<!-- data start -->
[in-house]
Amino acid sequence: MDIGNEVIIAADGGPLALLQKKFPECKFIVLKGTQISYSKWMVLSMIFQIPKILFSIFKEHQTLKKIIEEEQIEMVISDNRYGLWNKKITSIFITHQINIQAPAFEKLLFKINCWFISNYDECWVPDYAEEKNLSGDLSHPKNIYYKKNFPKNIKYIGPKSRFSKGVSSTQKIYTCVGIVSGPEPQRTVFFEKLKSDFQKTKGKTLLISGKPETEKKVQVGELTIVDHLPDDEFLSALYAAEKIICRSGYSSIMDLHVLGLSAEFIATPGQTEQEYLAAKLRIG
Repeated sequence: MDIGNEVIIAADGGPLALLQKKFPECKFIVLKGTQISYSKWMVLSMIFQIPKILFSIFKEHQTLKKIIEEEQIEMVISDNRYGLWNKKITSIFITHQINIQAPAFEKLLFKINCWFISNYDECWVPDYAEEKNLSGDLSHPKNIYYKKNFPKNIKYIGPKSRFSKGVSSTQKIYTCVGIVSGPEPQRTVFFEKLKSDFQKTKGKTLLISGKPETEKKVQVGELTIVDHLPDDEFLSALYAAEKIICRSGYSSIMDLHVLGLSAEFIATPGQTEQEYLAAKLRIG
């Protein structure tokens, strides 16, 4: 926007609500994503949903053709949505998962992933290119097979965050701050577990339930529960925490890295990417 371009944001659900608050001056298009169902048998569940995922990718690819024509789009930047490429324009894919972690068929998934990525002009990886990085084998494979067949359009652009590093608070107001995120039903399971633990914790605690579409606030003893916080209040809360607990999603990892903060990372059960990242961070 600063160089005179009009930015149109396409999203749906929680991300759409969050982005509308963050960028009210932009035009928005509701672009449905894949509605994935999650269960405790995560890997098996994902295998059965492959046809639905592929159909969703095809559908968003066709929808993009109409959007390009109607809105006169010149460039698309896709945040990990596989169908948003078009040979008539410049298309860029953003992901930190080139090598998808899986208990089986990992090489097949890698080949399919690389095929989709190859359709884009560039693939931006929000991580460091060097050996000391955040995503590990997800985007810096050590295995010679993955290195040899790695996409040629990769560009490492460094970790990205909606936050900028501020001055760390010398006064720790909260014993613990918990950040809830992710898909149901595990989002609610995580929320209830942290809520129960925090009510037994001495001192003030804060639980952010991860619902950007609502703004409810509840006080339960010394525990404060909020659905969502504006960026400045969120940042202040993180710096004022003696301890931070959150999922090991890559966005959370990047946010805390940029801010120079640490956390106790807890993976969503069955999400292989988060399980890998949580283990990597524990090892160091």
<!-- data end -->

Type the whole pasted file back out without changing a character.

[in-house]
Amino acid sequence: MDIGNEVIIAADGGPLALLQKKFPECKFIVLKGTQISYSKWMVLSMIFQIPKILFSIFKEHQTLKKIIEEEQIEMVISDNRYGLWNKKITSIFITHQINIQAPAFEKLLFKINCWFISNYDECWVPDYAEEKNLSGDLSHPKNIYYKKNFPKNIKYIGPKSRFSKGVSSTQKIYTCVGIVSGPEPQRTVFFEKLKSDFQKTKGKTLLISGKPETEKKVQVGELTIVDHLPDDEFLSALYAAEKIICRSGYSSIMDLHVLGLSAEFIATPGQTEQEYLAAKLRIG
Repeated sequence: MDIGNEVIIAADGGPLALLQKKFPECKFIVLKGTQISYSKWMVLSMIFQIPKILFSIFKEHQTLKKIIEEEQIEMVISDNRYGLWNKKITSIFITHQINIQAPAFEKLLFKINCWFISNYDECWVPDYAEEKNLSGDLSHPKNIYYKKNFPKNIKYIGPKSRFSKGVSSTQKIYTCVGIVSGPEPQRTVFFEKLKSDFQKTKGKTLLISGKPETEKKVQVGELTIVDHLPDDEFLSALYAAEKIICRSGYSSIMDLHVLGLSAEFIATPGQTEQEYLAAKLRIG
């Protein structure tokens, strides 16, 4: 926007609500994503949903053709949505998962992933290119097979965050701050577990339930529960925490890295990417 371009944001659900608050001056298009169902048998569940995922990718690819024509789009930047490429324009894919972690068929998934990525002009990886990085084998494979067949359009652009590093608070107001995120039903399971633990914790605690579409606030003893916080209040809360607990999603990892903060990372059960990242961070 600063160089005179009009930015149109396409999203749906929680991300759409969050982005509308963050960028009210932009035009928005509701672009449905894949509605994935999650269960405790995560890997098996994902295998059965492959046809639905592929159909969703095809559908968003066709929808993009109409959007390009109607809105006169010149460039698309896709945040990990596989169908948003078009040979008539410049298309860029953003992901930190080139090598998808899986208990089986990992090489097949890698080949399919690389095929989709190859359709884009560039693939931006929000991580460091060097050996000391955040995503590990997800985007810096050590295995010679993955290195040899790695996409040629990769560009490492460094970790990205909606936050900028501020001055760390010398006064720790909260014993613990918990950040809830992710898909149901595990989002609610995580929320209830942290809520129960925090009510037994001495001192003030804060639980952010991860619902950007609502703004409810509840006080339960010394525990404060909020659905969502504006960026400045969120940042202040993180710096004022003696301890931070959150999922090991890559966005959370990047946010805390940029801010120079640490956390106790807890993976969503069955999400292989988060399980890998949580283990990597524990090892160091």